> Use time spent in the car to your advantage. Rural counselors often spend many hours behind the wheel commuting and traveling between professional engagements. That time can be spent on the phone returning calls or consulting with colleagues, Wilson says. It can also be a chance to dictate notes into a recorder. Sometimes, it simply serves as much-needed time alone to decompress or engage in mindfulness or gratitude exercises.
Before Wilson was licensed, she did co-therapy training with another counselor. They rode together and used the 40-minute commute home after sessions to talk through the day’s experiences and discuss personal growth and self-care. Those car conversations proved particularly helpful and enhanced the learning experience, Wilson says.
> Stay connected. Meehl, Baird and Wilson agree that memberships in professional organizations, both at the national and state levels, are a good way for rural practitioners to stay connected to others in the profession. These memberships also open up opportunities to participate in conferences, trainings, workshops, webinars and other learning opportunities.
NDCA offers a monthly meeting via phone conference, which is much easier than meeting in person because its members are so spread out, Baird says.
Jones, an elementary school counselor in rural Alabama, meets periodically with a consortium of school counselors of all grade levels from across her district. The meetings offer not only a chance to share resources and ideas but also serve as an antidote to the isolation that can come with working in a rural area, Jones says.
The other school counselors in the group “know exactly what it’s like to walk in your shoes,” Jones says. “That support helps. It really is a form of self-care. It’s important to have someone you can reach out to and consult with. We all deal with similar issues.”
> Make time to be off the clock. Being the only mental health practitioner in a community can become all-consuming. You are not only constantly in demand but likely will also encounter clients around town when you’re not working, Meehl says. Before she scaled back her private practice, Meehl says she could put in a 12-hour day and still get work-related phone calls at night when she was home with her family.
On the flip side, Wilson points out that outdoor activities (her favorite is fishing) are often an easily accessible form of self-care in rural areas.
Meehl urges rural counselors to be deliberate about scheduling time off, whether it’s a date night with their spouse, attending their child’s sporting event or getting out of town for vacation. Provide clients with a number to call in an emergency, but otherwise, keep your cell phone turned off during personal time, she advises.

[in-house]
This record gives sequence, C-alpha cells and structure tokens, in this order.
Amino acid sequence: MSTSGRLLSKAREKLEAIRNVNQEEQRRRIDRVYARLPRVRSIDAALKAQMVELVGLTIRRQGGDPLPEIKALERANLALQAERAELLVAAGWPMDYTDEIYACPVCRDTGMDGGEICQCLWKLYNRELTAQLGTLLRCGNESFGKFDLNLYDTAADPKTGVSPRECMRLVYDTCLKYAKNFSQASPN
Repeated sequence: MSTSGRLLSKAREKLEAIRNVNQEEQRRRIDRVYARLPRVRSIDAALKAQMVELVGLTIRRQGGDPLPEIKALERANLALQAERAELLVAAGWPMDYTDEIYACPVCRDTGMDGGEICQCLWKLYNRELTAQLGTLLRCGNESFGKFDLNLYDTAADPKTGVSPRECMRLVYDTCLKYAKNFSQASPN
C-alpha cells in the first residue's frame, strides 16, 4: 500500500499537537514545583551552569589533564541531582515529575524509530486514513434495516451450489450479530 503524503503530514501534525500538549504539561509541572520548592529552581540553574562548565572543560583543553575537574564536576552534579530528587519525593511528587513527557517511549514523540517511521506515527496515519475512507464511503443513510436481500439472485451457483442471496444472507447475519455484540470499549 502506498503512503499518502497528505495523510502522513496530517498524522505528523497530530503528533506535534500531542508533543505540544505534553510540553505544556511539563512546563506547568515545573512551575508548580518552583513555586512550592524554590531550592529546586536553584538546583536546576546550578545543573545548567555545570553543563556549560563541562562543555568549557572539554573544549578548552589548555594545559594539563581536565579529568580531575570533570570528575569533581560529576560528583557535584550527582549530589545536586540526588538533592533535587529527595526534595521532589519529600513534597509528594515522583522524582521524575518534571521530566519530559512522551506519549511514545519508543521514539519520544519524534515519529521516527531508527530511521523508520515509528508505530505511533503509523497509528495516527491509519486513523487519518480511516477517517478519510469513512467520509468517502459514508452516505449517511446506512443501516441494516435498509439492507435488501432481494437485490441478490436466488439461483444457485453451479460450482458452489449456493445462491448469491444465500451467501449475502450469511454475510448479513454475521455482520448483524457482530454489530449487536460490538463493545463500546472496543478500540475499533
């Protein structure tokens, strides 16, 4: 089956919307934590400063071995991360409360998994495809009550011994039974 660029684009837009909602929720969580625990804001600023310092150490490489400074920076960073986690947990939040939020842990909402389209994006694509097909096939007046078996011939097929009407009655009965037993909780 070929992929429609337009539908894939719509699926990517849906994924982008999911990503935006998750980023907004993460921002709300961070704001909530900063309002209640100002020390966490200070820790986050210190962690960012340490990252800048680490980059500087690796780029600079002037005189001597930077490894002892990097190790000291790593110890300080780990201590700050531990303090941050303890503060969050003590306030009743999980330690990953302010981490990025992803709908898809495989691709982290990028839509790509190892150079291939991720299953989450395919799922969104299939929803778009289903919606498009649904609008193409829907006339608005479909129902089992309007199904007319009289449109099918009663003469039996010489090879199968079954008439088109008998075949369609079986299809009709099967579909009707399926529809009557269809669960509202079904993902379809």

“One of the things I had to learn very quickly is to make sure I had time with my family,” Meehl says. “My son reminds me when I’m getting crabby. That’s my cue [to take a break],” she says. “You have to make sure to take some alone time, time to go out on a date with your husband. If you don’t, you will get consumed by [the work].”
Thinking outside the box
Collaboration is a watchword for rural and small-town counselors that can include everything from partnering with noncounselors in the community to participating in regular communications with mentors or colleagues in other parts of the state.
For Jones, collaboration comes in the form of an innovative program that brings a mental health counselor to her school, which is located in a very rural, high-poverty area, once a week. Jones is the only counselor in an elementary school of roughly 600 students in prekindergarten through fifth grade. The mental health counselor travels to a different school within the district each day.
The setup allows for intensive, long-term mental health care beyond what Jones can provide to students. The mental health counselor often works with students who have experienced abuse or trauma or who have ongoing issues such as difficulties with a blended family or a parent’s military deployment.
In many cases, the program provides treatment for children whose parents wouldn’t be able to provide transportation to regular counseling sessions outside of the school building. Jones’ school serves three communities, and many of its students are bused long distances to attend. In addition, a large number of parents in the area work two jobs and are already stretched to the limit, she explains.
Prior to the program, students wouldn’t always get the extra help they needed, Jones says. “This provides a way for students to get treatment. It’s a win-win,” says Jones, who has been a school counselor for 14 years. “I’m a school counselor with 600 students in my building. I try very hard to serve them and meet their needs, but that’s a lot of students for one school counselor. This [program] has provided extra, long-term support for students’ issues. To me, that’s an invaluable resource.”